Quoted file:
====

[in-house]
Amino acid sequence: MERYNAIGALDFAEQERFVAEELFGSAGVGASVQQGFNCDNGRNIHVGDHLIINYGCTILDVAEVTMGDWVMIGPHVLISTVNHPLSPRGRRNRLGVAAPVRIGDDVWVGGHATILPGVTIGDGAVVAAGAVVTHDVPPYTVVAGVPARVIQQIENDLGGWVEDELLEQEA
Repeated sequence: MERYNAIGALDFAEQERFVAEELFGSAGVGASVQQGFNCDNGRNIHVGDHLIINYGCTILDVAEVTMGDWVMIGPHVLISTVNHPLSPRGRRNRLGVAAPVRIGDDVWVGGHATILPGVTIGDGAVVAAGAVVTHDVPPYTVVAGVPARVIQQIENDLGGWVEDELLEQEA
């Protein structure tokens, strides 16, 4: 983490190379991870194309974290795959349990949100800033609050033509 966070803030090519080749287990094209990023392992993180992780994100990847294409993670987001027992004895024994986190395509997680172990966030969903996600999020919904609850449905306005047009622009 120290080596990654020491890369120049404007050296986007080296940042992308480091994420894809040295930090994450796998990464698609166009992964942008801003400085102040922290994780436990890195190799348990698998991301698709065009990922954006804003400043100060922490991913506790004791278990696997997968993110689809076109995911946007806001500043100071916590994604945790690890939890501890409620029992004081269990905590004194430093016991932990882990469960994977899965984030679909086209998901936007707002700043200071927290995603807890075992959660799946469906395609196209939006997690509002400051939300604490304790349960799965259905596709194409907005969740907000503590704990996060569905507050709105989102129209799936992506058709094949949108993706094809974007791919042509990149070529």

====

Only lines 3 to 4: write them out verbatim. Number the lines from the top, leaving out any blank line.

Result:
Repeated sequence: MERYNAIGALDFAEQERFVAEELFGSAGVGASVQQGFNCDNGRNIHVGDHLIINYGCTILDVAEVTMGDWVMIGPHVLISTVNHPLSPRGRRNRLGVAAPVRIGDDVWVGGHATILPGVTIGDGAVVAAGAVVTHDVPPYTVVAGVPARVIQQIENDLGGWVEDELLEQEA
């Protein structure tokens, strides 16, 4: 983490190379991870194309974290795959349990949100800033609050033509 966070803030090519080749287990094209990023392992993180992780994100990847294409993670987001027992004895024994986190395509997680172990966030969903996600999020919904609850449905306005047009622009 120290080596990654020491890369120049404007050296986007080296940042992308480091994420894809040295930090994450796998990464698609166009992964942008801003400085102040922290994780436990890195190799348990698998991301698709065009990922954006804003400043100060922490991913506790004791278990696997997968993110689809076109995911946007806001500043100071916590994604945790690890939890501890409620029992004081269990905590004194430093016991932990882990469960994977899965984030679909086209998901936007707002700043200071927290995603807890075992959660799946469906395609196209939006997690509002400051939300604490304790349960799965259905596709194409907005969740907000503590704990996060569905507050709105989102129209799936992506058709094949949108993706094809974007791919042509990149070529």